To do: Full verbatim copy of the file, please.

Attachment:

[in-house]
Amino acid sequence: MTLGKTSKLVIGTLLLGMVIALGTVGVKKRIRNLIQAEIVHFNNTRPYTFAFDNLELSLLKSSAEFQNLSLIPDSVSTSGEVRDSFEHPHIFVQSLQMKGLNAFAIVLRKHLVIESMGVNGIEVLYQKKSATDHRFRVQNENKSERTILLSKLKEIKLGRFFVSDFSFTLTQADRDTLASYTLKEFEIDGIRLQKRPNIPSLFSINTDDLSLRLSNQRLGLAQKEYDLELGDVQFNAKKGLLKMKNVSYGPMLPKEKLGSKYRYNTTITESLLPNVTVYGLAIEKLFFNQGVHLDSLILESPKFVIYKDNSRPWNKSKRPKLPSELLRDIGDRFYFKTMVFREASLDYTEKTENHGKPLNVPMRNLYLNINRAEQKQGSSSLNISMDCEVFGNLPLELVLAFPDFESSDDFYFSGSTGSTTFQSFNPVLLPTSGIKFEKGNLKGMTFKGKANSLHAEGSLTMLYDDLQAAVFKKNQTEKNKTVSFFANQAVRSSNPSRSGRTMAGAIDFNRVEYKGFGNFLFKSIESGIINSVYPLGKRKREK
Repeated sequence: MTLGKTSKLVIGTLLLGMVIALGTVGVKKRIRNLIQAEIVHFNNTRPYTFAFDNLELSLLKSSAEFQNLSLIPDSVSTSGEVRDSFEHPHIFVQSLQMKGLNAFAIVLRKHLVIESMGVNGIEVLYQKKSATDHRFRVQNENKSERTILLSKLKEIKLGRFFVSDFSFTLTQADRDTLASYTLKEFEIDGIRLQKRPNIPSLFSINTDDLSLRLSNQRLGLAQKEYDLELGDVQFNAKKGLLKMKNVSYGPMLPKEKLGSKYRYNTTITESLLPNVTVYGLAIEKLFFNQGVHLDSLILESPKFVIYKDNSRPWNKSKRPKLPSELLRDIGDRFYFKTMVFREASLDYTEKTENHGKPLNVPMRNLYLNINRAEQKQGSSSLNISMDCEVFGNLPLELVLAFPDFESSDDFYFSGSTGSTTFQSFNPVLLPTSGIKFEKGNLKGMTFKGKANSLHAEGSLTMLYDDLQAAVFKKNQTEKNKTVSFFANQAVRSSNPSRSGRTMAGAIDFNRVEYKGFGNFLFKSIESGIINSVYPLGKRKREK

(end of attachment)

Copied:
[in-house]
Amino acid sequence: MTLGKTSKLVIGTLLLGMVIALGTVGVKKRIRNLIQAEIVHFNNTRPYTFAFDNLELSLLKSSAEFQNLSLIPDSVSTSGEVRDSFEHPHIFVQSLQMKGLNAFAIVLRKHLVIESMGVNGIEVLYQKKSATDHRFRVQNENKSERTILLSKLKEIKLGRFFVSDFSFTLTQADRDTLASYTLKEFEIDGIRLQKRPNIPSLFSINTDDLSLRLSNQRLGLAQKEYDLELGDVQFNAKKGLLKMKNVSYGPMLPKEKLGSKYRYNTTITESLLPNVTVYGLAIEKLFFNQGVHLDSLILESPKFVIYKDNSRPWNKSKRPKLPSELLRDIGDRFYFKTMVFREASLDYTEKTENHGKPLNVPMRNLYLNINRAEQKQGSSSLNISMDCEVFGNLPLELVLAFPDFESSDDFYFSGSTGSTTFQSFNPVLLPTSGIKFEKGNLKGMTFKGKANSLHAEGSLTMLYDDLQAAVFKKNQTEKNKTVSFFANQAVRSSNPSRSGRTMAGAIDFNRVEYKGFGNFLFKSIESGIINSVYPLGKRKREK
Repeated sequence: MTLGKTSKLVIGTLLLGMVIALGTVGVKKRIRNLIQAEIVHFNNTRPYTFAFDNLELSLLKSSAEFQNLSLIPDSVSTSGEVRDSFEHPHIFVQSLQMKGLNAFAIVLRKHLVIESMGVNGIEVLYQKKSATDHRFRVQNENKSERTILLSKLKEIKLGRFFVSDFSFTLTQADRDTLASYTLKEFEIDGIRLQKRPNIPSLFSINTDDLSLRLSNQRLGLAQKEYDLELGDVQFNAKKGLLKMKNVSYGPMLPKEKLGSKYRYNTTITESLLPNVTVYGLAIEKLFFNQGVHLDSLILESPKFVIYKDNSRPWNKSKRPKLPSELLRDIGDRFYFKTMVFREASLDYTEKTENHGKPLNVPMRNLYLNINRAEQKQGSSSLNISMDCEVFGNLPLELVLAFPDFESSDDFYFSGSTGSTTFQSFNPVLLPTSGIKFEKGNLKGMTFKGKANSLHAEGSLTMLYDDLQAAVFKKNQTEKNKTVSFFANQAVRSSNPSRSGRTMAGAIDFNRVEYKGFGNFLFKSIESGIINSVYPLGKRKREK